Fresh from their triple Olivier wins for Sweeney Todd and with Singin’ in the Rain winding down its West End run before beginning a national tour, Chichester continues to corner the market in re-visiting Broadway stage and film classics. With its main house currently standing forlornly behind hoardings and with what looks like a gash in its side as it undergoes its £22m Renew project, the summer season begins in the Minerva with a new production of Adler and Ross’s 1954 show The Pajama Game that seems to want to burst out of the confines of the studio space it is inhabiting and dance across the street.
Hadley Fraser and Joanna Riding in The Pajama Game at the Minerva Theatre, Chichester Photo: Tristram Kenton
Studio productions of big musicals can refocus them sharply, but this one sometimes seems over-busy on this tight stage, though it is resourcefully designed by Tim Hatley to go from factory floor to executive offices, a company away-day party and even a louche club. And Stephen Mears offers characteristic choreographic invention that tips a hat (in every sense) to original Broadway choreographer Bob Fosse and has a sensational Steam Heat with columns of steam gushing out of the floor, and the equally steamy Alexis Owen-Hobbs dancing up a storm accompanied by two appropriately angular male dancers.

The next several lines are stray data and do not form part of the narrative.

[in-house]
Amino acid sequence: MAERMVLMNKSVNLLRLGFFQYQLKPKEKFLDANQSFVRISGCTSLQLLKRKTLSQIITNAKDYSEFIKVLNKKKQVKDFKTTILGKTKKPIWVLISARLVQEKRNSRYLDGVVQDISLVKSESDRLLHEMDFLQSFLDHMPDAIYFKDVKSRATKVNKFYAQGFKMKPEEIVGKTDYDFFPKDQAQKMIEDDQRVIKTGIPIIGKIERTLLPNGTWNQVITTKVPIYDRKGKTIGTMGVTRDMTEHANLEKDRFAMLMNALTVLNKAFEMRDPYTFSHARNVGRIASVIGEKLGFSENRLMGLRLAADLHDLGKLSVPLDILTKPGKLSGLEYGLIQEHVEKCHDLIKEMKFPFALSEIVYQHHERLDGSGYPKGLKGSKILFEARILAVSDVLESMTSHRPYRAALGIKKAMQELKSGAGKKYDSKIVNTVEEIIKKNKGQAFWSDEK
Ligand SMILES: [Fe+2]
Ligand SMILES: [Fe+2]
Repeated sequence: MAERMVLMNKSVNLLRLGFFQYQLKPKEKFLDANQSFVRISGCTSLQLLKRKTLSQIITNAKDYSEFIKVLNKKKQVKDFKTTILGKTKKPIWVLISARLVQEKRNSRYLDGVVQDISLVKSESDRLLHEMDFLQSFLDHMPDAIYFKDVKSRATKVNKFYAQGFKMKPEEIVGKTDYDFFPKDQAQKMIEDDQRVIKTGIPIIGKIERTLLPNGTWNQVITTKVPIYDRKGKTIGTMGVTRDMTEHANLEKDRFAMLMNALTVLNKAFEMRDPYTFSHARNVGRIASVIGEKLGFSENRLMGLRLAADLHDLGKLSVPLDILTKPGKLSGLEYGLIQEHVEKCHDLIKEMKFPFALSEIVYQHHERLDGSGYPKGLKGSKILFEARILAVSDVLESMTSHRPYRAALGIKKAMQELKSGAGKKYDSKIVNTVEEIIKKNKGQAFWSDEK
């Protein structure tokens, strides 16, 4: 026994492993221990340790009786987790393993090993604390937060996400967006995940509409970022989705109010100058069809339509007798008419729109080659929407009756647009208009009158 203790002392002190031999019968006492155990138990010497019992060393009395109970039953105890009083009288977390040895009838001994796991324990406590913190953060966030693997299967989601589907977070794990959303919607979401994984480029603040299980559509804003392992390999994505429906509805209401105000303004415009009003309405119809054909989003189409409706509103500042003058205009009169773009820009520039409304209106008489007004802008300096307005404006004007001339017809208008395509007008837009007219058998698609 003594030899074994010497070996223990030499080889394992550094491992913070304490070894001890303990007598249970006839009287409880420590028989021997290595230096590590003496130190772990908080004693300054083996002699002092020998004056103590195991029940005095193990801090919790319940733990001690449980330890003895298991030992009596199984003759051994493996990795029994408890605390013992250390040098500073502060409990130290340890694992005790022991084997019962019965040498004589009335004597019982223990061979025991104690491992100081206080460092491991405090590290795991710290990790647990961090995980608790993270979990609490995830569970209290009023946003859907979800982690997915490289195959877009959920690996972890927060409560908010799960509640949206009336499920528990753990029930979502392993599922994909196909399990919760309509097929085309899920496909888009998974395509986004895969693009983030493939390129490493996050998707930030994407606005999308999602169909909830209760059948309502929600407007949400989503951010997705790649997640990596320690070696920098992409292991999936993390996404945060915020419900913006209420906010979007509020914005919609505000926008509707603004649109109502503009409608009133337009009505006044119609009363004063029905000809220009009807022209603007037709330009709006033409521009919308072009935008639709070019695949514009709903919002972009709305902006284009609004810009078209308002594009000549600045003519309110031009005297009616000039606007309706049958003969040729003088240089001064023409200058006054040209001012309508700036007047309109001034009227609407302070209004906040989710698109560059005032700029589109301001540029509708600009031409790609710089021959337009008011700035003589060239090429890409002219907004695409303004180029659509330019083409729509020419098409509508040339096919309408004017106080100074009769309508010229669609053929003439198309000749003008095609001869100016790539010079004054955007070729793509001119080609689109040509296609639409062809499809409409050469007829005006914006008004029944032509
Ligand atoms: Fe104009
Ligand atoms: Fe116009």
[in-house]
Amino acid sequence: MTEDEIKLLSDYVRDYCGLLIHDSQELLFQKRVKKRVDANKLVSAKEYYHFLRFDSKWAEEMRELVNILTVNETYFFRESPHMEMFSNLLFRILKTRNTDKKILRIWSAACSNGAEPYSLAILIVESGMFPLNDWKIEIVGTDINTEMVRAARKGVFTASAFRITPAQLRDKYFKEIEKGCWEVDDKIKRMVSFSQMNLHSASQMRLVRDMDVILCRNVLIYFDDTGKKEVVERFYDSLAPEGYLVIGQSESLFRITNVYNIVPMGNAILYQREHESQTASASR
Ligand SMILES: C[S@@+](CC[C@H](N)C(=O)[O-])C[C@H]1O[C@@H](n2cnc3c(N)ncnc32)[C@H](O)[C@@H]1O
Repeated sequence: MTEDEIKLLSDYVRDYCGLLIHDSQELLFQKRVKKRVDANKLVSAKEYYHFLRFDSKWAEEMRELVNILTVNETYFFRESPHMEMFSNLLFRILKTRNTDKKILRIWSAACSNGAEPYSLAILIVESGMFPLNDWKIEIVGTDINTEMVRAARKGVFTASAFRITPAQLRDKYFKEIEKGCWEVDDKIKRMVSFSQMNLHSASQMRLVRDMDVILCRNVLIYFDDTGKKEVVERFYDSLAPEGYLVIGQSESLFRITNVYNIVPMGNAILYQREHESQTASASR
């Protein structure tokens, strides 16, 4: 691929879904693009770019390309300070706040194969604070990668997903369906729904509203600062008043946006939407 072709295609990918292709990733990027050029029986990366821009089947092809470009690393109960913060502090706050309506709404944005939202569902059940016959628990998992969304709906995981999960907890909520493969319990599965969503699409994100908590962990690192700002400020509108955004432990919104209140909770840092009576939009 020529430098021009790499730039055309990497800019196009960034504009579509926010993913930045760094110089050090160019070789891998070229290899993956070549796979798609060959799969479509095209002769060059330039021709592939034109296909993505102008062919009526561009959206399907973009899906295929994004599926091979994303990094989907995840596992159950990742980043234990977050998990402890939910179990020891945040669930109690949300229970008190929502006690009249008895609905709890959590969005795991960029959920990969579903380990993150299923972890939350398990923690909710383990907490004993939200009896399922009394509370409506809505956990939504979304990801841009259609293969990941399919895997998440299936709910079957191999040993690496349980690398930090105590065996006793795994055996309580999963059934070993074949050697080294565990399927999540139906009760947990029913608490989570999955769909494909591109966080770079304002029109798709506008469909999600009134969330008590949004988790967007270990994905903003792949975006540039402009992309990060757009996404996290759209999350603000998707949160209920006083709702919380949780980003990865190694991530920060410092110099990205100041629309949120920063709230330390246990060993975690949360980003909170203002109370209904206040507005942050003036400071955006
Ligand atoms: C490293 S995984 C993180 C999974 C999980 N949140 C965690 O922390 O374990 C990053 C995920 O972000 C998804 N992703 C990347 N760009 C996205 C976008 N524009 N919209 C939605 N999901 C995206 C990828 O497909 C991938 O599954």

But a musical with a social conscience that announces itself as being about capital and labour is also a portrait of the benefits of union activism and senior executive corruption, so this is a show that is actually about something. There’s also a heart-tugging romance between a factory activist and middle executive, terrifically played respectively by Joanna Riding and Hadley Fraser.
There are fantastic numbers like Hey There and A New Town is a Blue Town (both feelingly sung by Fraser, who is a treat in and out of pajamas), and a hilarious comic turn from the wonderful Peter Polycarpou that virtually steals the show as a violently jealous suitor to Owen-Hobbs’ Gladys. This is also Richard Eyre’s best musical production since Guys and Dolls, which he staged at the National in 1982 - a show that it feels inspired by, though can’t always match.